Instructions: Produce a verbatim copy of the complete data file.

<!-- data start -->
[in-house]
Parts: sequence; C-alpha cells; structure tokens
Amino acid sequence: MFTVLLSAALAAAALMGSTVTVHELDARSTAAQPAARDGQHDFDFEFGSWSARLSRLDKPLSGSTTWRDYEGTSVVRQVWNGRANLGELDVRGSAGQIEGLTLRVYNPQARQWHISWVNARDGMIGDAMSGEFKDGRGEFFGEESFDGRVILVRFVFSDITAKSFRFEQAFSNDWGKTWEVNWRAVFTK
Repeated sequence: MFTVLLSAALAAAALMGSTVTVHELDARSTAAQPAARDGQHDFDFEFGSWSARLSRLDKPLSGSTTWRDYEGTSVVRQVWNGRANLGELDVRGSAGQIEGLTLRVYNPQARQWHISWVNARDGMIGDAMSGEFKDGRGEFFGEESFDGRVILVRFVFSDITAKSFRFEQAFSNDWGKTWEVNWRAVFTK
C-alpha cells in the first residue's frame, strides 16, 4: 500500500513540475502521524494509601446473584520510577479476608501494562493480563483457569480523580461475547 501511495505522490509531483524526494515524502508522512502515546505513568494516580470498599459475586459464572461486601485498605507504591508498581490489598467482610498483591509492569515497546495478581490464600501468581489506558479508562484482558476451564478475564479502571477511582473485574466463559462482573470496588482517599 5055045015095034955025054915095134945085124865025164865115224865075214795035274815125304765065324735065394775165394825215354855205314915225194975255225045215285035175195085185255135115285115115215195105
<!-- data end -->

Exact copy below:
[in-house]
Parts: sequence; C-alpha cells; structure tokens
Amino acid sequence: MFTVLLSAALAAAALMGSTVTVHELDARSTAAQPAARDGQHDFDFEFGSWSARLSRLDKPLSGSTTWRDYEGTSVVRQVWNGRANLGELDVRGSAGQIEGLTLRVYNPQARQWHISWVNARDGMIGDAMSGEFKDGRGEFFGEESFDGRVILVRFVFSDITAKSFRFEQAFSNDWGKTWEVNWRAVFTK
Repeated sequence: MFTVLLSAALAAAALMGSTVTVHELDARSTAAQPAARDGQHDFDFEFGSWSARLSRLDKPLSGSTTWRDYEGTSVVRQVWNGRANLGELDVRGSAGQIEGLTLRVYNPQARQWHISWVNARDGMIGDAMSGEFKDGRGEFFGEESFDGRVILVRFVFSDITAKSFRFEQAFSNDWGKTWEVNWRAVFTK
C-alpha cells in the first residue's frame, strides 16, 4: 500500500513540475502521524494509601446473584520510577479476608501494562493480563483457569480523580461475547 501511495505522490509531483524526494515524502508522512502515546505513568494516580470498599459475586459464572461486601485498605507504591508498581490489598467482610498483591509492569515497546495478581490464600501468581489506558479508562484482558476451564478475564479502571477511582473485574466463559462482573470496588482517599 5055045015095034955025054915095134945085124865025164865115224865075214795035274815125304765065324735065394775165394825215354855205314915225194975255225045215285035175195085185255135115285115115215195105